What the Young and Rich Have Done to the Bay Area

Entire industries that didn’t exist ten years ago are either thriving on venture capital, or thriving on companies that are thriving on it. It is now possible to find a $6 bottle of Miller High Life, a $48 plate of fried chicken, or a $20 BLT in parts of the city that used to be known for their dive bars and taco stands. If, after all, money has always been a means of effecting the world we want to bring about, when a region is flooded with uncommonly rich and uncommonly young people, that world begins to look very different. And we’re all living in it, whether we like it or not.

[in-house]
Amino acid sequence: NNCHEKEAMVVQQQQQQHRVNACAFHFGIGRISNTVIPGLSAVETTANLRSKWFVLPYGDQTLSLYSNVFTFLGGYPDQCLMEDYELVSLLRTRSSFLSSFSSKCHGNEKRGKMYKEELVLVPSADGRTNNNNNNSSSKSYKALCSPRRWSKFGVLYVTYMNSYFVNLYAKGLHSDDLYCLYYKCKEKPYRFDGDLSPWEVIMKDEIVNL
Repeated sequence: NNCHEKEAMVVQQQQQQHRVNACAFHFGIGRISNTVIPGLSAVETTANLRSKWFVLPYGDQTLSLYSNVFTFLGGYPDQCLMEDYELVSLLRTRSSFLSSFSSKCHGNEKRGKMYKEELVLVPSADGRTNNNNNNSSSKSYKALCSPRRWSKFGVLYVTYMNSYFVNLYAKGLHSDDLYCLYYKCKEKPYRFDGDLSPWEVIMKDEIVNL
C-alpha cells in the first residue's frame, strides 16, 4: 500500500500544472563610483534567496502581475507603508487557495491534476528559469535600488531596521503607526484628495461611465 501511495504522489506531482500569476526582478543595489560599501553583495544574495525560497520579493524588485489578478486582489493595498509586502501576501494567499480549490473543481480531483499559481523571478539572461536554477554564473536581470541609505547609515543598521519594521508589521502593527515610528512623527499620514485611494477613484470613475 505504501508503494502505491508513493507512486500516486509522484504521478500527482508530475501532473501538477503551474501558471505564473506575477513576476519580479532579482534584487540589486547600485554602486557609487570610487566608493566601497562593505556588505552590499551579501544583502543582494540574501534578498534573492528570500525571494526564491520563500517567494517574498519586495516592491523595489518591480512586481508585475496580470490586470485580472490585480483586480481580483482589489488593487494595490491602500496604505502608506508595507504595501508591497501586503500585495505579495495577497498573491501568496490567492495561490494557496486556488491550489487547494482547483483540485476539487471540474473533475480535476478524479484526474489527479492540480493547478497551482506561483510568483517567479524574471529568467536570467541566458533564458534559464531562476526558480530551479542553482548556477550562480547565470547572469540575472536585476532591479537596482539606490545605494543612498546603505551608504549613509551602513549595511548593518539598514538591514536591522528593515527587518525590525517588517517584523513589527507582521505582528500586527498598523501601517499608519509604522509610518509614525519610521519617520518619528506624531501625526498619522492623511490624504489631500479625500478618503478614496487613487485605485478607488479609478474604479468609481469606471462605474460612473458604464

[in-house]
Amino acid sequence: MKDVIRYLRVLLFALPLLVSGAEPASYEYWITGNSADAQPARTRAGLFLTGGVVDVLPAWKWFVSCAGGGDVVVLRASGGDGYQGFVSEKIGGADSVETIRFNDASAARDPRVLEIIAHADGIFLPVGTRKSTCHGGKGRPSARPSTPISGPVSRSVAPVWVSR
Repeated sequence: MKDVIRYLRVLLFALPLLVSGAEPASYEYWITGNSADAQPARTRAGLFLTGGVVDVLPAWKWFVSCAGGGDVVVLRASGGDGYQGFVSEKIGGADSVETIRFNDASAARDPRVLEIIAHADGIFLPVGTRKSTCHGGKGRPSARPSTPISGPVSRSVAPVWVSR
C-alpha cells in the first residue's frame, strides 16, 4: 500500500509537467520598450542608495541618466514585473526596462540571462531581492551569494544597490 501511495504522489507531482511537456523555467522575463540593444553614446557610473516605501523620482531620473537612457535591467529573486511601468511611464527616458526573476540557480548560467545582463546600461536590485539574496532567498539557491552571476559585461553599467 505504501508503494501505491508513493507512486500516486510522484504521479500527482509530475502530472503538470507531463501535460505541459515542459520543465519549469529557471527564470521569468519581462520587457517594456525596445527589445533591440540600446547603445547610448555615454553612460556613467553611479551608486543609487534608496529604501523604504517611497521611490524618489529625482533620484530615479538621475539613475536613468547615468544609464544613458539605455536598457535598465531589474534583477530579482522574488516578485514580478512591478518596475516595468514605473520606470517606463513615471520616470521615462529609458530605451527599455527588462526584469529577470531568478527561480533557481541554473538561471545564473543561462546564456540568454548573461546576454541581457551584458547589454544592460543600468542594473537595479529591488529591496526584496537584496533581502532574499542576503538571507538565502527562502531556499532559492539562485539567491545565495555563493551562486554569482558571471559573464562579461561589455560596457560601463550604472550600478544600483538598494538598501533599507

In the East Bay Express, Ellen Cushing looks at how a population of young people with a lot of tech money in their bank accounts have transformed the San Francisco Bay Area. It’s a story about gentrification, but the kind of gentrification that happens when “young people routinely make six-figure salaries, not necessarily beginning with a 1.”



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